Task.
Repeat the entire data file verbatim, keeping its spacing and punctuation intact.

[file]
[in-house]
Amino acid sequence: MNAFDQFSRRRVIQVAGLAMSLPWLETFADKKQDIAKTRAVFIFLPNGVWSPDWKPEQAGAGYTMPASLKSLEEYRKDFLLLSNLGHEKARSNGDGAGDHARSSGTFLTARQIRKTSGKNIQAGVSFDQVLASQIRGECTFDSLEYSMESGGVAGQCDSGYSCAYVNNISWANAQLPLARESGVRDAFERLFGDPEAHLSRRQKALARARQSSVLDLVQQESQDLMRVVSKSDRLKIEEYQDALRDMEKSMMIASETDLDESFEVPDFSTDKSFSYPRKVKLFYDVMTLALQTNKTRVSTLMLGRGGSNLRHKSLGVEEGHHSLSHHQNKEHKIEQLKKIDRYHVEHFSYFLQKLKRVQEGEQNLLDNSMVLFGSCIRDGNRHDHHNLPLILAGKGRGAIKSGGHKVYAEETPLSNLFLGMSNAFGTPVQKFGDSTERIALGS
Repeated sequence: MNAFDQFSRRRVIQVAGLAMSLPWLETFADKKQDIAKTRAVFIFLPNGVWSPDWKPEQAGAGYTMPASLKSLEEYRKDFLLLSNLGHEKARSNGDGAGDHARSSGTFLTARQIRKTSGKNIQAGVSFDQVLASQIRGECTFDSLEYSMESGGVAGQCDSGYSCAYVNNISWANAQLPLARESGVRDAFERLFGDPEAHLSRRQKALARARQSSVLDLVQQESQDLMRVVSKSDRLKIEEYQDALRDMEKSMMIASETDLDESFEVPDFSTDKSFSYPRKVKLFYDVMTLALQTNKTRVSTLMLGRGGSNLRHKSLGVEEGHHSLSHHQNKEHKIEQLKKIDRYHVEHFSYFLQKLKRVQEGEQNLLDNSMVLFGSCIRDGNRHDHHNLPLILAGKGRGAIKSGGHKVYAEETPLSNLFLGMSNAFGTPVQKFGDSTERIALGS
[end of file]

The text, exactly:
[in-house]
Amino acid sequence: MNAFDQFSRRRVIQVAGLAMSLPWLETFADKKQDIAKTRAVFIFLPNGVWSPDWKPEQAGAGYTMPASLKSLEEYRKDFLLLSNLGHEKARSNGDGAGDHARSSGTFLTARQIRKTSGKNIQAGVSFDQVLASQIRGECTFDSLEYSMESGGVAGQCDSGYSCAYVNNISWANAQLPLARESGVRDAFERLFGDPEAHLSRRQKALARARQSSVLDLVQQESQDLMRVVSKSDRLKIEEYQDALRDMEKSMMIASETDLDESFEVPDFSTDKSFSYPRKVKLFYDVMTLALQTNKTRVSTLMLGRGGSNLRHKSLGVEEGHHSLSHHQNKEHKIEQLKKIDRYHVEHFSYFLQKLKRVQEGEQNLLDNSMVLFGSCIRDGNRHDHHNLPLILAGKGRGAIKSGGHKVYAEETPLSNLFLGMSNAFGTPVQKFGDSTERIALGS
Repeated sequence: MNAFDQFSRRRVIQVAGLAMSLPWLETFADKKQDIAKTRAVFIFLPNGVWSPDWKPEQAGAGYTMPASLKSLEEYRKDFLLLSNLGHEKARSNGDGAGDHARSSGTFLTARQIRKTSGKNIQAGVSFDQVLASQIRGECTFDSLEYSMESGGVAGQCDSGYSCAYVNNISWANAQLPLARESGVRDAFERLFGDPEAHLSRRQKALARARQSSVLDLVQQESQDLMRVVSKSDRLKIEEYQDALRDMEKSMMIASETDLDESFEVPDFSTDKSFSYPRKVKLFYDVMTLALQTNKTRVSTLMLGRGGSNLRHKSLGVEEGHHSLSHHQNKEHKIEQLKKIDRYHVEHFSYFLQKLKRVQEGEQNLLDNSMVLFGSCIRDGNRHDHHNLPLILAGKGRGAIKSGGHKVYAEETPLSNLFLGMSNAFGTPVQKFGDSTERIALGS